Monday’s National Weather Forecast
As we head into Monday, heat will be on the decrease across the Northeast, with highs around average to slightly below average from Portland, ME, through New York City into Washington D.C. A frontal boundary from the Northeast into the Southern Plains will help spark off showers and storms, some of which could contain heavy rain across the northern Mid-Atlantic. Some afternoon showers and storms will be possible in the western United States, including monsoonal moisture in the Desert Southwest.
Through Tuesday morning, some areas of heavier rain (2-3″+) will be possible from the Northeast to the Deep South. Some of this could lead to flash flooding, especially in the northern Mid-Atlantic.
Tropical Weather Outlook
Out in the Atlantic, we are watching an area of low pressure that is near the Central Bahamas. The good news is only slight development is expected with this system over the next few days, and it only has a 20% chance of becoming a tropical system within the next 5 days.
A 9-Year-Old Girl Died After Wind Blew A Bounce House Into Power Lines
More from BuzzFeed News: “A 9-year-old girl died Friday in Nevada after the bounce house she was playing in was lifted 10 feet by strong wind into power lines. According to the Washoe County Sheriff’s Department, dispatchers received a call around 4 p.m. on July 14 that a bounce house with three children inside had been lifted by wind onto overhead power lines in a Reno neighborhood. The local utility immediately cut power to the area, and sheriff’s deputies responded along with the fire department.”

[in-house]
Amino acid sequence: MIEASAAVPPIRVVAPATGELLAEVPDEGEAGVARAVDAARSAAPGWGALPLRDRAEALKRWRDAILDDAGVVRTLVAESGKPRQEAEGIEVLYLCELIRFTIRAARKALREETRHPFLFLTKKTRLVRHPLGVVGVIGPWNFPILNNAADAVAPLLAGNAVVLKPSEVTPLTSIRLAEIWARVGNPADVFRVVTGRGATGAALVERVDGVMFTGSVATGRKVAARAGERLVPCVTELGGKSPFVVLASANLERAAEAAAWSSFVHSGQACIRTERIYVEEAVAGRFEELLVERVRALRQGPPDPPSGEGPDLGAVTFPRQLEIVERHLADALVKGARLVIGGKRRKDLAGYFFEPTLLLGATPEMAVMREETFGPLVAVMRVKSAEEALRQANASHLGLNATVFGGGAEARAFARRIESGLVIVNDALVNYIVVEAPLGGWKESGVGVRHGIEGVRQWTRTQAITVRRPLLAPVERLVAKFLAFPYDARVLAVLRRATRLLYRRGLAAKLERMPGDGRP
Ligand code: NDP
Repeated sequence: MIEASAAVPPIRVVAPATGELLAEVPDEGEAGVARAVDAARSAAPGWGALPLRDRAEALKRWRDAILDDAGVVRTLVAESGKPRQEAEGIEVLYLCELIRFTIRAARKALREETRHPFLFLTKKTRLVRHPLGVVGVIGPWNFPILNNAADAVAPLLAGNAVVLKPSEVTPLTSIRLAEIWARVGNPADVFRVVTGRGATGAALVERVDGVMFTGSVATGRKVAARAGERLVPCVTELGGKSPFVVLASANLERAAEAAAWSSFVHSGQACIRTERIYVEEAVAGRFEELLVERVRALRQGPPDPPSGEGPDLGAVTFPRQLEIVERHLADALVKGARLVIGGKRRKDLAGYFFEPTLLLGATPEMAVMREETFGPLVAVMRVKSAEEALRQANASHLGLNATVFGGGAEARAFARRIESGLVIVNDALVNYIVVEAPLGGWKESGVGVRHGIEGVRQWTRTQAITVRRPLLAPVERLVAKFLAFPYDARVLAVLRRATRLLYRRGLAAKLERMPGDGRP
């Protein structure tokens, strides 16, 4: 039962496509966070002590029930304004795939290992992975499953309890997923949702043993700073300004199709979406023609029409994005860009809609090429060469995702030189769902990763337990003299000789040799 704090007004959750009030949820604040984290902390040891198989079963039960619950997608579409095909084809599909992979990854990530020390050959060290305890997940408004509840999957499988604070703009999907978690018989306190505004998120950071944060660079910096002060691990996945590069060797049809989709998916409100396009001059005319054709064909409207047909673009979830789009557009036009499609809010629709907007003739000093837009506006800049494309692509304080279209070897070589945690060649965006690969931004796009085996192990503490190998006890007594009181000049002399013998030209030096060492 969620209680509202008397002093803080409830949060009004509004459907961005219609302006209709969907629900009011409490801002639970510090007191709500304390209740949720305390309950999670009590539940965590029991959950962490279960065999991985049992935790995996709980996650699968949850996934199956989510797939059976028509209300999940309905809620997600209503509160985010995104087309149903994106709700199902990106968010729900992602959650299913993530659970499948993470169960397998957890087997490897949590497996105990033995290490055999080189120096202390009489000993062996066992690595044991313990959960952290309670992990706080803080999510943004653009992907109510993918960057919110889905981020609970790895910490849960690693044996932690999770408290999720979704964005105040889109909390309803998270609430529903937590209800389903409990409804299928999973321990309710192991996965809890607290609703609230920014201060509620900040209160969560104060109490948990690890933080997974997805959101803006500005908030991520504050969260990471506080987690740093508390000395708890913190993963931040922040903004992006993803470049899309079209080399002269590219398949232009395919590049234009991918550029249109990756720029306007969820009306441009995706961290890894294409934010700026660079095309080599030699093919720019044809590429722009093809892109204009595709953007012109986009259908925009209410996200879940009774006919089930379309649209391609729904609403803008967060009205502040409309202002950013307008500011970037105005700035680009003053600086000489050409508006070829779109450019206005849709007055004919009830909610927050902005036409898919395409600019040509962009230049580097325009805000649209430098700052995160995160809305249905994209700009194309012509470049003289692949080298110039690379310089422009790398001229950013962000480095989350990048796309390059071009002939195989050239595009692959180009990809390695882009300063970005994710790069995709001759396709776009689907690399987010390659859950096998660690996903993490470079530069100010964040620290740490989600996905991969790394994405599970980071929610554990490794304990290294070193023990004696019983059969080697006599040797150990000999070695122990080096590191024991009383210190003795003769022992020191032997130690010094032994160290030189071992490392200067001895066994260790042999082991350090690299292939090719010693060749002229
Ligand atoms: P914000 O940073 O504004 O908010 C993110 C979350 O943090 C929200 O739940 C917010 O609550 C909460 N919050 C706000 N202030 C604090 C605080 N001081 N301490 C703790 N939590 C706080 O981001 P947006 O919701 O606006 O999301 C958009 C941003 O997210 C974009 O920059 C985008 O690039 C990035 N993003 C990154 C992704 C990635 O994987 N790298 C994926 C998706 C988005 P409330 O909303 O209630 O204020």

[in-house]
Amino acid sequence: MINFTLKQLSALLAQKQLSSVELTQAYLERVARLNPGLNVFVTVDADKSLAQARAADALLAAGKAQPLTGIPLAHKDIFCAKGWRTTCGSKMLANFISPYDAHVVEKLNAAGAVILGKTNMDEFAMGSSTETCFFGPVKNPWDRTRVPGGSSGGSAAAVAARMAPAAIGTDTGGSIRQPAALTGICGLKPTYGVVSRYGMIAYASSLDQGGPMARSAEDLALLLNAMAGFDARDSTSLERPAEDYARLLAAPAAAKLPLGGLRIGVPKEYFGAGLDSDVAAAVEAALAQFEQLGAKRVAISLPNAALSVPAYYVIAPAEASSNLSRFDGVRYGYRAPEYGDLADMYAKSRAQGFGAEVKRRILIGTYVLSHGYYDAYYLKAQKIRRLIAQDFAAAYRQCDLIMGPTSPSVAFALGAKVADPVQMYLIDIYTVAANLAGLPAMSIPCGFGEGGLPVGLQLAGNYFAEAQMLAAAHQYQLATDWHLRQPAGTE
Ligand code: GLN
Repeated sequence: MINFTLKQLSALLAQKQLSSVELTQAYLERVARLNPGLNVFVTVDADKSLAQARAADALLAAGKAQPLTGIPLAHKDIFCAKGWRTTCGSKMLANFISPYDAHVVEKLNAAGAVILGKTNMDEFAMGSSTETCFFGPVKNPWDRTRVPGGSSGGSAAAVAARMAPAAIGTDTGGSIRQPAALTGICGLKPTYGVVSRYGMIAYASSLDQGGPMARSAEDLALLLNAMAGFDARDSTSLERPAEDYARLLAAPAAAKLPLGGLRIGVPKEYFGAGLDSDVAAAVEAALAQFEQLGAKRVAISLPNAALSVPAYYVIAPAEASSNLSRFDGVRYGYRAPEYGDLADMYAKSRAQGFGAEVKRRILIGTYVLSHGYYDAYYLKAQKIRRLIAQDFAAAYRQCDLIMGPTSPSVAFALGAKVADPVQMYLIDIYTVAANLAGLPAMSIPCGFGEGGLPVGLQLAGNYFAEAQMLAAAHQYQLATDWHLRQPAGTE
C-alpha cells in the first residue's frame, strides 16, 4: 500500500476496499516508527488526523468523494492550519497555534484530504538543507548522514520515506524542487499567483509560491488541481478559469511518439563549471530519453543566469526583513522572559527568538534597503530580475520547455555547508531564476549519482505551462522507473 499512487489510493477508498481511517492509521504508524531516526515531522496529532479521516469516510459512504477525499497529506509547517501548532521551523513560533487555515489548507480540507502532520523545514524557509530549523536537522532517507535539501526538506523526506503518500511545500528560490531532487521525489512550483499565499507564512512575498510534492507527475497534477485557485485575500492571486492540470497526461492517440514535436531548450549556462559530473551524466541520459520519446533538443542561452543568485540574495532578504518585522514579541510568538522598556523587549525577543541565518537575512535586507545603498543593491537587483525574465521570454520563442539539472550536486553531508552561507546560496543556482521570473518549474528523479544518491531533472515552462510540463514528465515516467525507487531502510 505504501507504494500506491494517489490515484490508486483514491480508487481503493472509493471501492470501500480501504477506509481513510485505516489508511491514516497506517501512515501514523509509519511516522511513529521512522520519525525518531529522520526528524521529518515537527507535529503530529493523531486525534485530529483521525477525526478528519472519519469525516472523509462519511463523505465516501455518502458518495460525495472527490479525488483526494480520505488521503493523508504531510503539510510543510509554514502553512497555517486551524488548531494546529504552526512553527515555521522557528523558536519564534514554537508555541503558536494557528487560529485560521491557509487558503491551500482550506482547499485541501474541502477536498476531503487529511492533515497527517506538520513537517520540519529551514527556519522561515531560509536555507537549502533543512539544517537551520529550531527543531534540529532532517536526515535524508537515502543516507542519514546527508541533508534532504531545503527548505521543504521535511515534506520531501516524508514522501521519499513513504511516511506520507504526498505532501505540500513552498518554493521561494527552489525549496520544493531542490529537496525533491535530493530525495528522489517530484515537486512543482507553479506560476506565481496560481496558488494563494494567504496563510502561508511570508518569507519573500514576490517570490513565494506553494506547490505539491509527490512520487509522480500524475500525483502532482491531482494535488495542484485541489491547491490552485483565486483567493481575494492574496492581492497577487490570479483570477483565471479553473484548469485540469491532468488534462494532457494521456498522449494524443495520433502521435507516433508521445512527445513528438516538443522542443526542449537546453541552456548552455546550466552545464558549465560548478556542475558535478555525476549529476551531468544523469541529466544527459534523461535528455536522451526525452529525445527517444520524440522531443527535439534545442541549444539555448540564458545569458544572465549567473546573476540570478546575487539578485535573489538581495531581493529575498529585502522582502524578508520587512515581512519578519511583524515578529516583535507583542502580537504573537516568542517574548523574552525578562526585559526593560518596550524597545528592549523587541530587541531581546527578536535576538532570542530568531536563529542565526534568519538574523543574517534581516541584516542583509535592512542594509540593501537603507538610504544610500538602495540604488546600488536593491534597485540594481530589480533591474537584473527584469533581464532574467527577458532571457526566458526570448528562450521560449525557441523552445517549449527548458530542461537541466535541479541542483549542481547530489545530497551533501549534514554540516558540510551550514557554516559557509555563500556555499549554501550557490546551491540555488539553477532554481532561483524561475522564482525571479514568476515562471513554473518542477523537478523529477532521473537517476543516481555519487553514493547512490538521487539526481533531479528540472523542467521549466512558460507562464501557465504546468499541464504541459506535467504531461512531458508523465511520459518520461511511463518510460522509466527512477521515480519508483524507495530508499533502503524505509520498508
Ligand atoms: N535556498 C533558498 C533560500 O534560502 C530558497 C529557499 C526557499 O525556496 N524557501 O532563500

We Went to the Moon. Why Can’t We Solve Climate Change?
More from the New York Times: “Could a “moon shot” for climate change cool a warming planet? Fifty years after humans first left bootprints in the lunar dust, it’s an enticing idea. The effort and the commitment of brainpower and money, and the glorious achievement itself, shine as an international example of what people can do when they set their minds to it. The spinoff technologies ended up affecting all of our lives. So why not do it all over again — but instead of going to another astronomical body and planting a flag, why not save our own planet?”
These 5 statistics show why we’re experiencing historically hot weather
More from ABC News: “You’re not imagining it: This summer has been a really hot one. Last month was the hottest June ever, according to a new report from the National Oceanic and Atmospheric Administration — and it was the overall hottest first half of the year in South America, Mexico, New Zealand, Madagascar and other parts of southern Africa. As millions of people prepare to face scorching temperatures across the U.S. this weekend, scientists are warning that unless major changes are made, we’d better brace for more heat moving forward.”
Thanks for checking in and have a great Monday! Don’t forget to follow me on Twitter (@dkayserwx) and like me on Facebook (Meteorologist D.J. Kayser)!
– D.J. Kayser